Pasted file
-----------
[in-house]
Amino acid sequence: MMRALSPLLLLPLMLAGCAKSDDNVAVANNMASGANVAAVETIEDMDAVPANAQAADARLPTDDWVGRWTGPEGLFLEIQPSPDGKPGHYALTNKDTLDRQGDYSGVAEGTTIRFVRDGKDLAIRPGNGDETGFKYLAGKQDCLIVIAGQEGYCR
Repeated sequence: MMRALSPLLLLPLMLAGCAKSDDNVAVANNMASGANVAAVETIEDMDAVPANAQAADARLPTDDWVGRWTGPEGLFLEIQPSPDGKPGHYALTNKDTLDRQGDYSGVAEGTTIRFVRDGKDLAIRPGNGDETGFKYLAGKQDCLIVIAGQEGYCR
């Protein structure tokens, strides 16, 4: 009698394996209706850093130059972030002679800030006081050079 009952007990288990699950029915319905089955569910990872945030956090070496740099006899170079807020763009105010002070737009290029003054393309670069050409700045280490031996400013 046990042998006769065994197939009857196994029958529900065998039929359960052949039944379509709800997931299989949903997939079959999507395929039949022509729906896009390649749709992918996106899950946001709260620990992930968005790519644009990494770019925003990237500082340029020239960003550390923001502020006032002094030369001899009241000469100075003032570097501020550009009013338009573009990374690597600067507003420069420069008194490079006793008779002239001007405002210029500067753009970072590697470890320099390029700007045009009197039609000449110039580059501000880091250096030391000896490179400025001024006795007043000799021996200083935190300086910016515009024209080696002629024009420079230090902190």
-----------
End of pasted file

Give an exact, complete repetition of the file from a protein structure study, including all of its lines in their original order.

[in-house]
Amino acid sequence: MMRALSPLLLLPLMLAGCAKSDDNVAVANNMASGANVAAVETIEDMDAVPANAQAADARLPTDDWVGRWTGPEGLFLEIQPSPDGKPGHYALTNKDTLDRQGDYSGVAEGTTIRFVRDGKDLAIRPGNGDETGFKYLAGKQDCLIVIAGQEGYCR
Repeated sequence: MMRALSPLLLLPLMLAGCAKSDDNVAVANNMASGANVAAVETIEDMDAVPANAQAADARLPTDDWVGRWTGPEGLFLEIQPSPDGKPGHYALTNKDTLDRQGDYSGVAEGTTIRFVRDGKDLAIRPGNGDETGFKYLAGKQDCLIVIAGQEGYCR
């Protein structure tokens, strides 16, 4: 009698394996209706850093130059972030002679800030006081050079 009952007990288990699950029915319905089955569910990872945030956090070496740099006899170079807020763009105010002070737009290029003054393309670069050409700045280490031996400013 046990042998006769065994197939009857196994029958529900065998039929359960052949039944379509709800997931299989949903997939079959999507395929039949022509729906896009390649749709992918996106899950946001709260620990992930968005790519644009990494770019925003990237500082340029020239960003550390923001502020006032002094030369001899009241000469100075003032570097501020550009009013338009573009990374690597600067507003420069420069008194490079006793008779002239001007405002210029500067753009970072590697470890320099390029700007045009009197039609000449110039580059501000880091250096030391000896490179400025001024006795007043000799021996200083935190300086910016515009024209080696002629024009420079230090902190």